The dealer told me that there was a lorry that left the North every so often, once they had a full load and they would take these horses into the South of Ireland, or across the water into England for slaughter.  He told me stories of when he was younger and would go in the lorry.  They would get to the border checkpoint and they always used a particular crossing point, because they got to know the Garda (Southern Irish police) Sergeant in charge.  They would take him a carton of cigarettes and a bottle of whiskey, that way they would get over the border without them even checking the load in the lorry.  So these “knacker” horses would cross the border undetected.

At the moment there are according to this article 70,000 horses missing and unaccounted for on the island of Ireland, this figure is apparently an estimate from the USPCA and is taken over a five-year period.  Even the horse passport system, that of course didn’t exist when I was a child and was subsequently created to try to abolish things like this, is being exploited with false papers being created for these horses. I feel certain that there are probably similar figures throughout England, Scotland and Wales, this “problem” is not confined to the island of Ireland.  I remember a great many horse dealers from the other regions of the UK attending these horse fairs too.

So how are the government, DEFRA and the Food Standards Agency, so shocked and appalled by this and yet me, a little no one in particular is not?  I have known for most of my life that horses were being illegally traded and slaughtered.  Even though I have not been in the “horsey” know for a good many years, I didn’t think that it had all suddenly stopped.  It was then and still is now a lucrative business.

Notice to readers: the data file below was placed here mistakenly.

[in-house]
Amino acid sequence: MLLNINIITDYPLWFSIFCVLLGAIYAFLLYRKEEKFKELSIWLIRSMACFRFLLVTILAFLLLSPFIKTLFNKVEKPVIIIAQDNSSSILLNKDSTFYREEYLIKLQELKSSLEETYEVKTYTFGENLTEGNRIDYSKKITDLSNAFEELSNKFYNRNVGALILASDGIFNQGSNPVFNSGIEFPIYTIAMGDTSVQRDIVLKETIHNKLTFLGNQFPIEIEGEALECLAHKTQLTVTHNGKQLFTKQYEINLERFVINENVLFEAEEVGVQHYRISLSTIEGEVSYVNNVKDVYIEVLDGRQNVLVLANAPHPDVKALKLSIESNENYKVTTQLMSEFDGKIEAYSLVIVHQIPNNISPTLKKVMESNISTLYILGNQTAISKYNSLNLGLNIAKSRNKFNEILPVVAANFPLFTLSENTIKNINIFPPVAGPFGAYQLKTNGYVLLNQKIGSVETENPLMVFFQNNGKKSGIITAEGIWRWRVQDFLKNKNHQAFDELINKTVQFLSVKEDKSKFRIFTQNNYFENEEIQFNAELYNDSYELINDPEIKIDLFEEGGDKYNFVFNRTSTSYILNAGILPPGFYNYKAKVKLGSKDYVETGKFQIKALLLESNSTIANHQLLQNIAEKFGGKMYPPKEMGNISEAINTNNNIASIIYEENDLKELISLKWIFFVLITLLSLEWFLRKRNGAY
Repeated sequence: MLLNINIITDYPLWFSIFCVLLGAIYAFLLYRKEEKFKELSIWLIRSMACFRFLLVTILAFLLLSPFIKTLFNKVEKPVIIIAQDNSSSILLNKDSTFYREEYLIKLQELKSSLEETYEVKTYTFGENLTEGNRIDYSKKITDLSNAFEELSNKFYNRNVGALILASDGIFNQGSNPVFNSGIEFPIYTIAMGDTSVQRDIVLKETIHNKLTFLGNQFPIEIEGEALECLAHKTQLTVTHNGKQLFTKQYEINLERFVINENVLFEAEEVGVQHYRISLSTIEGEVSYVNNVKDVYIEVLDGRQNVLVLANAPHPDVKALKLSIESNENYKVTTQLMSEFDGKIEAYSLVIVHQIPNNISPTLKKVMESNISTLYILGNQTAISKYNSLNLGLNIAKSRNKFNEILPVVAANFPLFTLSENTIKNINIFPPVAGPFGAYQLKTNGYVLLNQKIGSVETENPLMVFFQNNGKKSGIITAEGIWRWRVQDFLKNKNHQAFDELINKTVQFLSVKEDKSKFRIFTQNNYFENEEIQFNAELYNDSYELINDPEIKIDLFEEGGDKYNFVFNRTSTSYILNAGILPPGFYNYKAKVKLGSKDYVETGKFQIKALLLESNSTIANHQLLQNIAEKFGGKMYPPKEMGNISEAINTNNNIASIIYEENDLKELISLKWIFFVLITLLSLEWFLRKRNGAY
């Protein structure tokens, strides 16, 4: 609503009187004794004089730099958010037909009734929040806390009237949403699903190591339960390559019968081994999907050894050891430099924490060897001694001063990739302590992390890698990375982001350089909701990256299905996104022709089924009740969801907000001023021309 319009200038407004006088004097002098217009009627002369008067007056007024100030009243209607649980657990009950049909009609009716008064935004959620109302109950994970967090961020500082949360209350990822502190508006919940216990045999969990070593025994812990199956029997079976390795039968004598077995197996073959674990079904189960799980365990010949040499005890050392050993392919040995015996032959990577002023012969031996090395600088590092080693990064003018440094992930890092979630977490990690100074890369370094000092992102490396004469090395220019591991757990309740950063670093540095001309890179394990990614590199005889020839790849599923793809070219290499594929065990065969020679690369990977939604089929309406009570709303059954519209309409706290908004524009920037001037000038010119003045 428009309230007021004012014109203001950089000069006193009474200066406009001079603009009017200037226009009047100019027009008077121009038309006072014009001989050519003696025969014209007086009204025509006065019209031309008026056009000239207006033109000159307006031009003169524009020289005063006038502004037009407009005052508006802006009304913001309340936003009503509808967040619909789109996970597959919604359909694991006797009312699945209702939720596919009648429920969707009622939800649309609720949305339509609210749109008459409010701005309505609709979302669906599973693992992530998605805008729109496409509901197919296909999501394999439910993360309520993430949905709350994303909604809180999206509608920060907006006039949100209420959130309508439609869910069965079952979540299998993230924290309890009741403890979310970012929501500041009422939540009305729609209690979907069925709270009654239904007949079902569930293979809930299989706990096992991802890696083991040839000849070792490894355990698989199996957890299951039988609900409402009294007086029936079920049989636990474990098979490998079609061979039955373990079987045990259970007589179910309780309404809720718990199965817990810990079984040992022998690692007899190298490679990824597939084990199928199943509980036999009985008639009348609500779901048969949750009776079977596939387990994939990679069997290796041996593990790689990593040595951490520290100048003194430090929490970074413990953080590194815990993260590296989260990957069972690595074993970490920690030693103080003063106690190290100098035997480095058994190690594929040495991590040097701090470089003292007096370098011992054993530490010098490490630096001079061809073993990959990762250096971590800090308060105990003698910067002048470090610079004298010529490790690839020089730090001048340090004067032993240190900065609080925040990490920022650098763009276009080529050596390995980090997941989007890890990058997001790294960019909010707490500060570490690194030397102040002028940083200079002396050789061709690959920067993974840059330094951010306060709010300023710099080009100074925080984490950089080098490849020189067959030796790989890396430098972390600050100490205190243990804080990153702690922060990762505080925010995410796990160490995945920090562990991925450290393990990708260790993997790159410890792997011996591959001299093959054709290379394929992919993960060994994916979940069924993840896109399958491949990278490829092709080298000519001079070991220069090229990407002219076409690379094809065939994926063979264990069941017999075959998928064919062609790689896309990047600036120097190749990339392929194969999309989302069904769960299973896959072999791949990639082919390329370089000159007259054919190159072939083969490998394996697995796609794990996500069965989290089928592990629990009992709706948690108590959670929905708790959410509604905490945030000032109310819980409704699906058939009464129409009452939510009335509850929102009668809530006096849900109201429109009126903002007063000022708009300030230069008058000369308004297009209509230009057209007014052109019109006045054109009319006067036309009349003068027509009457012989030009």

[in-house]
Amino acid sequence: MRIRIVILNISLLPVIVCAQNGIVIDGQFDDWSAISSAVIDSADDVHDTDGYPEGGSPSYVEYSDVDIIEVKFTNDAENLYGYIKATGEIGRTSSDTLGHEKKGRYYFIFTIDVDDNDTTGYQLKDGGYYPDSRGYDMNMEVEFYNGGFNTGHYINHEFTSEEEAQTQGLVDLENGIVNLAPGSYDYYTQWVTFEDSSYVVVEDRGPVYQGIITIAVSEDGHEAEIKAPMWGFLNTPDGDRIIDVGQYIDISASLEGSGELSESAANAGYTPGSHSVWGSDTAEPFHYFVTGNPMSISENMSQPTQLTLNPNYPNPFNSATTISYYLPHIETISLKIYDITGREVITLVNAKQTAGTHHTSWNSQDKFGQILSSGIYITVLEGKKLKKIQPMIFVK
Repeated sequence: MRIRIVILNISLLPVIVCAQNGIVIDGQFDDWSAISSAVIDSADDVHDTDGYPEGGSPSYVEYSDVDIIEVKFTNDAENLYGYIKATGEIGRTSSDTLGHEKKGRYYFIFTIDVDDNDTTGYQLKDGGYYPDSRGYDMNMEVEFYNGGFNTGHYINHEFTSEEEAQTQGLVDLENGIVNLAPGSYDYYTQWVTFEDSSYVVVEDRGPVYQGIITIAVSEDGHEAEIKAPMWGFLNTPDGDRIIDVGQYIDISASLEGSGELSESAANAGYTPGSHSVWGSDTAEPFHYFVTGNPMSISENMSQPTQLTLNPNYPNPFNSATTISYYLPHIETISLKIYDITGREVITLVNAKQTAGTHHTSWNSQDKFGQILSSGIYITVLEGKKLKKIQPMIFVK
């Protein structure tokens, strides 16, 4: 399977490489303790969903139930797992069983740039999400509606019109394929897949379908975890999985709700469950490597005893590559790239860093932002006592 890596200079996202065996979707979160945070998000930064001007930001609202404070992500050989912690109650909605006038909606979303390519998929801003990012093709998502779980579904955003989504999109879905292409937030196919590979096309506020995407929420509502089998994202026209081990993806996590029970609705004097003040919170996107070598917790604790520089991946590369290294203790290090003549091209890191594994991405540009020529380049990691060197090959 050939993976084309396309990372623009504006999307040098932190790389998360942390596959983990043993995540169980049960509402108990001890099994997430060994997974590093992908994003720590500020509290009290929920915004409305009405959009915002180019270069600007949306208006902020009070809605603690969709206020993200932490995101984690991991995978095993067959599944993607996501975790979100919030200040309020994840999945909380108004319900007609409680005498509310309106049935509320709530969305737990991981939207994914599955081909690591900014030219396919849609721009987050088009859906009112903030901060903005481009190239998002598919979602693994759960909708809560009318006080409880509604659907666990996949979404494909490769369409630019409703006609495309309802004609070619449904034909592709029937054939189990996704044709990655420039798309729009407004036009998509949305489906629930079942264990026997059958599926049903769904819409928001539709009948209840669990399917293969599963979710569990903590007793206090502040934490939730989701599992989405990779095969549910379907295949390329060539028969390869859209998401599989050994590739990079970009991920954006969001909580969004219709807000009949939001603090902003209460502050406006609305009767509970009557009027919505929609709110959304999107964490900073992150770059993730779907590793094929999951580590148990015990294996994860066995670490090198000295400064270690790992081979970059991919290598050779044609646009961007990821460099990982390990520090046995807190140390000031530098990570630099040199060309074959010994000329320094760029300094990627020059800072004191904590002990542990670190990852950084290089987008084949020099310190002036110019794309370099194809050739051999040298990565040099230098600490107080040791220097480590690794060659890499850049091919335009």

So why now is it all such a scandal?  Is it because the press have got their hands on the story and therefore it has become public knowledge.  Can the Food Standards Agencey honestly put their hands on their hearts and tell us that we haven’t been eating Dobbin for thirty years or more.  My opinion is that they cannot.

I am alive and well and not residing in the freezer section!

**No horses were harmed during the writing of this post and “Bobby” featured above is alive and well and not residing in the freezer section!

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2 thoughts on “The Real Scandal

  1. Great article & well written. I myself spend my childhood surrounded by horses (as pets) and worked at a local yard doing dogs(horse?)body jobs as a kid. I too would be happy to eat horse meat (and indeed any other non-endangered animal) that is purpose-bred according to stringent standards, for the food industry. You’ve put a lot of thought into this. Marissa :-)

  2. I don’t think I could eat horse, in the same way I could never eat a bunny rabbit – I am the world’s most hypocritical non-vegetarian. But I totally agree with all your points here, the real scandal has been missed.